We have found the Quiverfull Movement (QF) to be a most fascinating topic, and we want to look at it from several angles this week. Today, we’ll focus on the distinct differences between the quiverfull movement of a bygone era and the QF movement of today. Then we'll examine what may be the "real" motivations for having such large families in the 21st century.
Because there were no methods of birth control in centuries past, families were “naturally” large. As was discussed on Friday, the mortality rate had been high until the incredible medical advancements of the last century. Back then large families were necessary for the survival of mankind.
There was another important reason for having a quiverfull in centuries past. Agriculture was the backbone of the American economy, especially in the South, and it required a large labor force. Granted, the bigger farming operations relied on slaves, but the vast majority of farming families couldn’t afford to own slaves, so the entire family had to pitch in to get the work done.
Do you know much about how these farming families lived?
There was all livestock to tend to — cows, pigs, horses, goats, sheep, chickens, etc. Each day their food and water had to be replenished. Cows had to be milked, butter had to be churned, and eggs had to be gathered. The routine would be drudgery for most Americans today who often dread going to the grocery store.
Cotton was king back in those days. Ever heard of “choppin’ cotton”? For those who may not know the meaning of that phrase, here’s a history lesson. It involved taking a hoe and chopping out all of the weeds in each and every row of cotton. Farming was all about equal opportunity back then. Husbands, wives, and children participated equally in the work. The more children a couple had the better because it meant less work for the parents! They knew all about the multiplier effect back then! The wife/mother got a break from working alongside her husband when she got to go to the house and fix lunch for everyone.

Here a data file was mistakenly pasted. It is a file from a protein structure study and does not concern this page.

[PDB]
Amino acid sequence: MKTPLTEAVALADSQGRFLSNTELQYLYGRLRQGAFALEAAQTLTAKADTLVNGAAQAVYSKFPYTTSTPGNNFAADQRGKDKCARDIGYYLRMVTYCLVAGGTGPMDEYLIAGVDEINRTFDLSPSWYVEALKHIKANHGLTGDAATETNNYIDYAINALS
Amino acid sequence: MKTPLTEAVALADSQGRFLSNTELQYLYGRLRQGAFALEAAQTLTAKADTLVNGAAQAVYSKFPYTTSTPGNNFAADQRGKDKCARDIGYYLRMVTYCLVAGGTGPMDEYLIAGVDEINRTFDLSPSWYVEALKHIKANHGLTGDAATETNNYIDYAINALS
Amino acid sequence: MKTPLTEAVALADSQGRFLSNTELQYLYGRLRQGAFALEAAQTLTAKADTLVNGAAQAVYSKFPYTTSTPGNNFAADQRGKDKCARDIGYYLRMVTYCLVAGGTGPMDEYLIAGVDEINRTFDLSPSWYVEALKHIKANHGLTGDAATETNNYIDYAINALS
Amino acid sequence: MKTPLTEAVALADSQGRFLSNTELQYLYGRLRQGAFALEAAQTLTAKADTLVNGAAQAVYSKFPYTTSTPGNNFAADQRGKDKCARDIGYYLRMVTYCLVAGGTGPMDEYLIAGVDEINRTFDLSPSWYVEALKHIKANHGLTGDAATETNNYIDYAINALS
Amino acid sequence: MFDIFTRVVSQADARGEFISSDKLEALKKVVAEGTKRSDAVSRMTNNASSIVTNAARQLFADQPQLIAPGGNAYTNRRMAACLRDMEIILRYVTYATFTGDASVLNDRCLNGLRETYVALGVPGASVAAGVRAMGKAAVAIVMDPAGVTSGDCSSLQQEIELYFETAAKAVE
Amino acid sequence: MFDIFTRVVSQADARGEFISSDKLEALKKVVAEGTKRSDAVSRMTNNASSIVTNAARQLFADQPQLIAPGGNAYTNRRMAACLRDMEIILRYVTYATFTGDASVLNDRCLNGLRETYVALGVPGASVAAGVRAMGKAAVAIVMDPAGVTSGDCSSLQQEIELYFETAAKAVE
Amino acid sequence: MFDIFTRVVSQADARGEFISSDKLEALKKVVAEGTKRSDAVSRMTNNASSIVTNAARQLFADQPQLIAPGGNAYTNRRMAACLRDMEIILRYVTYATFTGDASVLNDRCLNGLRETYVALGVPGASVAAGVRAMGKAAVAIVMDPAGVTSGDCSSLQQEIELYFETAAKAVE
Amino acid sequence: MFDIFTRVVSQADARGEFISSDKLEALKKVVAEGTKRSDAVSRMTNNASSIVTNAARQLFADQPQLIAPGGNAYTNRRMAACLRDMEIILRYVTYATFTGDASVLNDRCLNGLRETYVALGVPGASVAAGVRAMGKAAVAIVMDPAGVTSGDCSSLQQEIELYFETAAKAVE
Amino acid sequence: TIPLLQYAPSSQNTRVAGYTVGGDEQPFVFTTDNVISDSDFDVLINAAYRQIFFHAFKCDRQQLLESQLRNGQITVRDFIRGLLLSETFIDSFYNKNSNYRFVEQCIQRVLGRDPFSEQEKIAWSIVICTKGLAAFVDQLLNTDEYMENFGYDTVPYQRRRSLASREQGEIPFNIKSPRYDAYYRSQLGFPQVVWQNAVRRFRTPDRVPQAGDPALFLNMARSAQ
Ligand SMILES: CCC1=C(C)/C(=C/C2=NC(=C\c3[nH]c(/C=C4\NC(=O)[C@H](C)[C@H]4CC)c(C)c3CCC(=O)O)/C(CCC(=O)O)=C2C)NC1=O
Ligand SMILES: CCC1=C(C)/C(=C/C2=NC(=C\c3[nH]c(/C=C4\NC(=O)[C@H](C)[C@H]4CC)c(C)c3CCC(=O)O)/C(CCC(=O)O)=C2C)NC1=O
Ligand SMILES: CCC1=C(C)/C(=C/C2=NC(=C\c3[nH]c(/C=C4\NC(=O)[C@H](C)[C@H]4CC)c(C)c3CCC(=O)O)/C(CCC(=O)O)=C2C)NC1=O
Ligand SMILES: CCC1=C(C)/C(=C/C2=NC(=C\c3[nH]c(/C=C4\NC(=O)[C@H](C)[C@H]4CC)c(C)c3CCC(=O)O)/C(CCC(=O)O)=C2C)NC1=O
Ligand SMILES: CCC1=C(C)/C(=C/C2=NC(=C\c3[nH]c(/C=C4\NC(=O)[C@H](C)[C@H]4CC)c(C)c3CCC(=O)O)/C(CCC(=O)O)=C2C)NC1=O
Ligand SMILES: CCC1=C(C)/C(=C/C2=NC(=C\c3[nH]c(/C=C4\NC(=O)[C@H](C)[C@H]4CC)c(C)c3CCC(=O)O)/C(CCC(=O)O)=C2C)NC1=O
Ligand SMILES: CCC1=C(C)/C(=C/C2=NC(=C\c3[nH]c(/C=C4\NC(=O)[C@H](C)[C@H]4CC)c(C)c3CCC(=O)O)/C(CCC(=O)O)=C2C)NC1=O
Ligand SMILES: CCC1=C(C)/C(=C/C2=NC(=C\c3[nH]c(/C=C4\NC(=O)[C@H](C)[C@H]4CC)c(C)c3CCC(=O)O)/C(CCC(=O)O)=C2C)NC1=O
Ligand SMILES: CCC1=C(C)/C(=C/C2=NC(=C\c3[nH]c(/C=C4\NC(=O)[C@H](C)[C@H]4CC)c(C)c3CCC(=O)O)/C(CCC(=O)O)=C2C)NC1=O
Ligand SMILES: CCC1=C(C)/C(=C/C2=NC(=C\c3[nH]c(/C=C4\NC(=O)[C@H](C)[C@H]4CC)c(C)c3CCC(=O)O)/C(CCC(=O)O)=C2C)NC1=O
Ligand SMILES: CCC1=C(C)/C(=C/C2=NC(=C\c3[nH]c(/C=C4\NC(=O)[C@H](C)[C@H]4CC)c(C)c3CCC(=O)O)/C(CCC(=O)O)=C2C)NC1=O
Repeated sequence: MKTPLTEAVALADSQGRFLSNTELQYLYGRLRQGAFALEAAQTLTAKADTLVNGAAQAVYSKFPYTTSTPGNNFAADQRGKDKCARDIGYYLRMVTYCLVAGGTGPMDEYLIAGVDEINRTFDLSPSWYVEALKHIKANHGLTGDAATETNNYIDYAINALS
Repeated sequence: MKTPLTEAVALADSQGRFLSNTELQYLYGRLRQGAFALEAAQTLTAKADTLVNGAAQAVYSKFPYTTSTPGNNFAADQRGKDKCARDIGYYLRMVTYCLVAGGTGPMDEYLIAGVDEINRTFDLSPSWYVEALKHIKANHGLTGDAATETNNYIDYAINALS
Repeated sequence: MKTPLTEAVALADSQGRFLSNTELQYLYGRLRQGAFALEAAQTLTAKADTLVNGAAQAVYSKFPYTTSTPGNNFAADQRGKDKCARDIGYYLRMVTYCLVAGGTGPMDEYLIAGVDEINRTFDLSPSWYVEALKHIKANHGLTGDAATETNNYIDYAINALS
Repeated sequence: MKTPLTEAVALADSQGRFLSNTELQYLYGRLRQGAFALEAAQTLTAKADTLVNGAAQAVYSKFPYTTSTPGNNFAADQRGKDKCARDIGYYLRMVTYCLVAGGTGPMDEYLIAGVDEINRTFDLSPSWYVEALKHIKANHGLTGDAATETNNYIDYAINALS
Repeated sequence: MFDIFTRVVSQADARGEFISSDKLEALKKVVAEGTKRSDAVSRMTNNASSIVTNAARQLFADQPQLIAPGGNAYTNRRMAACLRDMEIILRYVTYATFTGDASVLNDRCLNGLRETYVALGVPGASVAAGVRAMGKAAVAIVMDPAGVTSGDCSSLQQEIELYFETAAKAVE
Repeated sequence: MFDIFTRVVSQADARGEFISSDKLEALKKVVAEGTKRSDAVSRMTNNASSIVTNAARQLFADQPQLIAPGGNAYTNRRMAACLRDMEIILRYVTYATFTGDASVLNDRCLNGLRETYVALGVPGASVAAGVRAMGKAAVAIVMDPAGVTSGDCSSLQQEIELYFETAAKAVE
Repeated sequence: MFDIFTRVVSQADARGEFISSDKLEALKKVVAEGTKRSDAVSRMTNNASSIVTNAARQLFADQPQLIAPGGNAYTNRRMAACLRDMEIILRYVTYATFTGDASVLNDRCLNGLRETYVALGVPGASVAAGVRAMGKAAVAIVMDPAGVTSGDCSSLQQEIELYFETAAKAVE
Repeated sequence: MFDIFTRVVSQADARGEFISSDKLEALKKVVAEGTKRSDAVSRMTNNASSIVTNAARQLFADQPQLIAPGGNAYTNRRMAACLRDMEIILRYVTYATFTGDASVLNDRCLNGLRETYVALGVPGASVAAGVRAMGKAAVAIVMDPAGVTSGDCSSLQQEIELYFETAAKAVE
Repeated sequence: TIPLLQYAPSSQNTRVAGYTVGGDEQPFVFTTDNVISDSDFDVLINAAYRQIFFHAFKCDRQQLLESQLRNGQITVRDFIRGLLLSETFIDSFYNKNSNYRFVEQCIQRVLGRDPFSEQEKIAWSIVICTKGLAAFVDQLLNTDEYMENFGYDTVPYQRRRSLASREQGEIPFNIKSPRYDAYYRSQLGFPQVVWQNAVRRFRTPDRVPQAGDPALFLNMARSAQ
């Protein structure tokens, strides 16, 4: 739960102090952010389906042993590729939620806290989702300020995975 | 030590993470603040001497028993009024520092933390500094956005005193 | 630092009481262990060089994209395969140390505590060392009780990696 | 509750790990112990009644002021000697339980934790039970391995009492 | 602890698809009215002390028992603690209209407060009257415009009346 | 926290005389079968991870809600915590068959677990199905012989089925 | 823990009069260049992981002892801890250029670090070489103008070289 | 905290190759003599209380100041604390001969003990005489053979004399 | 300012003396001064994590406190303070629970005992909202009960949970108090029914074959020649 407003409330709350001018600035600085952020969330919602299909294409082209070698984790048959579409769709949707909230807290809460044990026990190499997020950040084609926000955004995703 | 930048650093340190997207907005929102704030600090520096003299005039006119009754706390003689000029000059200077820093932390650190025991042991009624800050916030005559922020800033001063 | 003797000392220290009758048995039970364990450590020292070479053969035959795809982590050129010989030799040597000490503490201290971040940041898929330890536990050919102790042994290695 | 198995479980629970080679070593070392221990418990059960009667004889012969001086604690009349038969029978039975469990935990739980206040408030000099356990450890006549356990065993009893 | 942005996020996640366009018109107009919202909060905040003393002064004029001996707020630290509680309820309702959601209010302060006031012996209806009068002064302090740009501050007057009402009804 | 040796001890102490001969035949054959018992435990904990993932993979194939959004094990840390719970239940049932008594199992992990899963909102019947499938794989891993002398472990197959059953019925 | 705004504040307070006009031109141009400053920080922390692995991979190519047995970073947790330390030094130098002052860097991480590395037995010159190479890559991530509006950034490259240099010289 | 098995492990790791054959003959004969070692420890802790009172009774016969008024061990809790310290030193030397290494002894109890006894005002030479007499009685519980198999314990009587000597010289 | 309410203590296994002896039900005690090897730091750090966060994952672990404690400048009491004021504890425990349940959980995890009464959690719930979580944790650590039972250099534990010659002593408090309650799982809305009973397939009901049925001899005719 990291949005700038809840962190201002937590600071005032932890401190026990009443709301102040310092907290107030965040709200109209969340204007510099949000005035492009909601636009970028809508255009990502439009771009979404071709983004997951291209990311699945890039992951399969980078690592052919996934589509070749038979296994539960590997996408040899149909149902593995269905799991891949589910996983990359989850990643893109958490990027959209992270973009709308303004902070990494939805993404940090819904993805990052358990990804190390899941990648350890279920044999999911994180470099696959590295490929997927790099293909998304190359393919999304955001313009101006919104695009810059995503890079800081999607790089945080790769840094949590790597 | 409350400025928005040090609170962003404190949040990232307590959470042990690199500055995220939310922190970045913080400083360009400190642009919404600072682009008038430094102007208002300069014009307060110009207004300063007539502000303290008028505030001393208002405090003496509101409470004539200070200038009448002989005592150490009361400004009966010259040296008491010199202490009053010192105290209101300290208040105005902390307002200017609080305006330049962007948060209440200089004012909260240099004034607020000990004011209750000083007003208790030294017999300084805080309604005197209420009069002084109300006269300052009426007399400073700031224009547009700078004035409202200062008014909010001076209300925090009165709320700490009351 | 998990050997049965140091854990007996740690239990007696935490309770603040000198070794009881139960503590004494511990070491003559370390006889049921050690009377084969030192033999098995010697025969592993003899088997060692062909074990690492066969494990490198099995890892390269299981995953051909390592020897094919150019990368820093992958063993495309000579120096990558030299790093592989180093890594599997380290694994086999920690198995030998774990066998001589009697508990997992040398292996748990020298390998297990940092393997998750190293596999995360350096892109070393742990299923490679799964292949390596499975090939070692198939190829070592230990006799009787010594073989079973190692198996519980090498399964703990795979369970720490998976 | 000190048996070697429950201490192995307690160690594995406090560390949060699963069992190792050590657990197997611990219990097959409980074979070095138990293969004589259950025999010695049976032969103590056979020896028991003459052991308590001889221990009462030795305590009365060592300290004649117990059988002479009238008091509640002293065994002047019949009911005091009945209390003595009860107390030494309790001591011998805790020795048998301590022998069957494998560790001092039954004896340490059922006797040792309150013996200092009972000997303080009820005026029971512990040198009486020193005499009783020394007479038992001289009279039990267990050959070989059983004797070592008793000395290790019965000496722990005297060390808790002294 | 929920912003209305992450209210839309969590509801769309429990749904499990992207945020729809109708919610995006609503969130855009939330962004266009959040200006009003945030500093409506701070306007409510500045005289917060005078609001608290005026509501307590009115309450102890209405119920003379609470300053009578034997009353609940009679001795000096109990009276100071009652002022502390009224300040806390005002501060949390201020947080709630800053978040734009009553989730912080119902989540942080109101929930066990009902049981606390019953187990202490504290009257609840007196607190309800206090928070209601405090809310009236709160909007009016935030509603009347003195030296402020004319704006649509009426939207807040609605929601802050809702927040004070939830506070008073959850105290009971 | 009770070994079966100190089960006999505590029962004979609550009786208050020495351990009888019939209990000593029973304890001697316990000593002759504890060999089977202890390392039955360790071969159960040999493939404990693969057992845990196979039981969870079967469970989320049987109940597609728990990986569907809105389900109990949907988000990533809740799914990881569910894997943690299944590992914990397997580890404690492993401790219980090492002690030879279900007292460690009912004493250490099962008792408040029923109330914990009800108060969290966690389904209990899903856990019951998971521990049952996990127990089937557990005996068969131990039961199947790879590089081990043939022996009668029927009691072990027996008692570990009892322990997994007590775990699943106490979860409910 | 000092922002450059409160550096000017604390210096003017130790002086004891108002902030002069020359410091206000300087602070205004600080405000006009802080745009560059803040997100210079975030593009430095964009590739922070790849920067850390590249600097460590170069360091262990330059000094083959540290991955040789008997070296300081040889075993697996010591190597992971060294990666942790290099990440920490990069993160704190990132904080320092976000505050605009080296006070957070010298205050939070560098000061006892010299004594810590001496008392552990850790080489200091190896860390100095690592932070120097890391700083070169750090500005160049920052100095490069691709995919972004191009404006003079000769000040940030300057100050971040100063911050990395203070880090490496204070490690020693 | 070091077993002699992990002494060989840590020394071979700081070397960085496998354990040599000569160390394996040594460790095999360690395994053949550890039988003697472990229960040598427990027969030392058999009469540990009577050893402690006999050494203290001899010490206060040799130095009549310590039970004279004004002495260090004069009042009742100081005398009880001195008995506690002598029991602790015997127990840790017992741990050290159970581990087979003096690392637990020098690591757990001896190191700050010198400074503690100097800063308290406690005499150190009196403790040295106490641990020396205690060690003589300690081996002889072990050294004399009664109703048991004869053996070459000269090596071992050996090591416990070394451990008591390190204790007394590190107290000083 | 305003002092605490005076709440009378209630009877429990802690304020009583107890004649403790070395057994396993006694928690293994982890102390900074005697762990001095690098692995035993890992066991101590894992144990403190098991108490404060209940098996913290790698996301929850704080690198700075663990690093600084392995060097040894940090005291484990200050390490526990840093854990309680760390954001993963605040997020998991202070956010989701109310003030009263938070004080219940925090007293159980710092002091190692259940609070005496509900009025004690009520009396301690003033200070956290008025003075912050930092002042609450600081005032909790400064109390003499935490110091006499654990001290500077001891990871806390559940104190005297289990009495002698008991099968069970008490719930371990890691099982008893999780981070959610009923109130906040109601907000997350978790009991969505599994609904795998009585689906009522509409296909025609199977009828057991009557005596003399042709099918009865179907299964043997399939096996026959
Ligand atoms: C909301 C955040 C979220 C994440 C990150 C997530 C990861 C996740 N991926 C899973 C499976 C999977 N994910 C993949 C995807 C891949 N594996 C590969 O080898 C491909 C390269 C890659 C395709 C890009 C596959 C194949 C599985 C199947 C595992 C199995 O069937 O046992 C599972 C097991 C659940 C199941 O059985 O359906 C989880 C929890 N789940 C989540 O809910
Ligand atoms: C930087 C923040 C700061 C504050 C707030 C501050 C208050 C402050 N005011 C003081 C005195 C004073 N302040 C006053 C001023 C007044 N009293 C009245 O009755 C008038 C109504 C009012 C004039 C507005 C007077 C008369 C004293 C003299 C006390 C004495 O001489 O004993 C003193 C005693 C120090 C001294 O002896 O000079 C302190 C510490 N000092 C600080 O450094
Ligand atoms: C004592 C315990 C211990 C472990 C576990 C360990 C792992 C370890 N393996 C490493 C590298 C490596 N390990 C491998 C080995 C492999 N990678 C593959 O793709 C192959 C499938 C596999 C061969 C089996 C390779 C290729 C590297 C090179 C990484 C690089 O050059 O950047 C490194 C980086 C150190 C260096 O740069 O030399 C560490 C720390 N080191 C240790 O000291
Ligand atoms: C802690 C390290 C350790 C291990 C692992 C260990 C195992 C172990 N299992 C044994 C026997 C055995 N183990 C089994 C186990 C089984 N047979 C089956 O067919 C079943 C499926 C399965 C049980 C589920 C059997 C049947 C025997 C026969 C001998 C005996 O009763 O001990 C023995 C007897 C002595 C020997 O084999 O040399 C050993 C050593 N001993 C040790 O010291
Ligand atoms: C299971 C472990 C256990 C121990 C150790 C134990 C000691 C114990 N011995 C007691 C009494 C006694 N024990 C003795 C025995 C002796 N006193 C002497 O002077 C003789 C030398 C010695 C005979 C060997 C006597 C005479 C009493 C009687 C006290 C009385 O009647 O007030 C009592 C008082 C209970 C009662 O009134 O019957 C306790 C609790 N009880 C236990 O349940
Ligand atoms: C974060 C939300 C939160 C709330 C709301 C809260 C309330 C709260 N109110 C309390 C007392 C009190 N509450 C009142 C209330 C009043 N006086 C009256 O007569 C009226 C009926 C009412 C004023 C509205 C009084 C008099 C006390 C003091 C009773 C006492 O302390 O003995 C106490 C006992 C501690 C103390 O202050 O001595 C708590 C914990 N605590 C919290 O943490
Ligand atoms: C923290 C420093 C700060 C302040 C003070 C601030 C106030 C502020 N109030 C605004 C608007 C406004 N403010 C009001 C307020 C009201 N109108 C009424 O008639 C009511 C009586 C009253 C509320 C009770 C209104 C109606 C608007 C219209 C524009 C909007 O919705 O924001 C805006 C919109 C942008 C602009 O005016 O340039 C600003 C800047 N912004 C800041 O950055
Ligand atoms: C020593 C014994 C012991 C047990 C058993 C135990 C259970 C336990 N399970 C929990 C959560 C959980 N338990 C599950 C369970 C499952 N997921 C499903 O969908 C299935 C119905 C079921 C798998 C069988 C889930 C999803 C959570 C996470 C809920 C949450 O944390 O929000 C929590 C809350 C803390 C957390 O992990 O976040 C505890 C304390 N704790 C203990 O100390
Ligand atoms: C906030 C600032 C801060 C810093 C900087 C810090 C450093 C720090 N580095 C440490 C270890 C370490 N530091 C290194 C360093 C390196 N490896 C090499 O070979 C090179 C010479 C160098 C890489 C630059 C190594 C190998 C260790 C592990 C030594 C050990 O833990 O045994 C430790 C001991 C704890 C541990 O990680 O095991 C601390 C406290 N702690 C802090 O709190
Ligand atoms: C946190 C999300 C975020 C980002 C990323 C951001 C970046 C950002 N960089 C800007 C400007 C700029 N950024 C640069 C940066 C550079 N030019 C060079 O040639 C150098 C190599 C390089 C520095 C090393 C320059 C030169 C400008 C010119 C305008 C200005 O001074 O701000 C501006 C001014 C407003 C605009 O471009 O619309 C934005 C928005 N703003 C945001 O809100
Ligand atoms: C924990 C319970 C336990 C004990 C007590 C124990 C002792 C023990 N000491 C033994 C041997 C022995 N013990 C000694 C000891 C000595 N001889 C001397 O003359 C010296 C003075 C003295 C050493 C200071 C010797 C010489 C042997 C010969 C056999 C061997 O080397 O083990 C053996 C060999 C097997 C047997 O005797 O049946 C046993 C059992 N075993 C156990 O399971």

When the bolls opened and the fields turned white, EVERYONE got to pick the cotton by hand. They would drag a burlap bag behind them all day long as they picked. Each cotton plant was stripped, with the cotton being deposited into the bag. It was a monotonous, but necessary task. The very best cotton workers could pick about 300 pounds per day. They they'd get back out there and do it again and again and again until all of the cotton was harvested.
FYI – when the cotton bolls open up, the bolls harden and have pointed tips. Imagine what that would have done to the hands of the cotton pickers. Fingers become bloody and calloused. Those picking cotton day after day would have to wrap their hands with cloth strips in order to protect them. Now farmers use mechanized cotton pickers which can do the work of many human laborers. A two row cotton picker harvests what it used to take 75 people to pick. The technology keeps getting more advanced (and more expensive), and now there are four row and six row cotton pickers (which are HUGE!) My family will be harvesting 200 acres of cotton in October, and I'm glad times have changed!
Then there were all the vegetables that had to be grown in order to feed a large family. Most farming families were self-sustaining and only needed to go to town a couple of times a year to buy staples like salt and sugar. Other than that, they raised everything they needed to survive. They would slaughter cows and pigs, wring the necks of chickens, and hunt rabbit and turkey to survive. They had their own milk, eggs, and butter, along with vegetables and fruit from their orchards. It was a very different life than we live today, and every day was a challenge!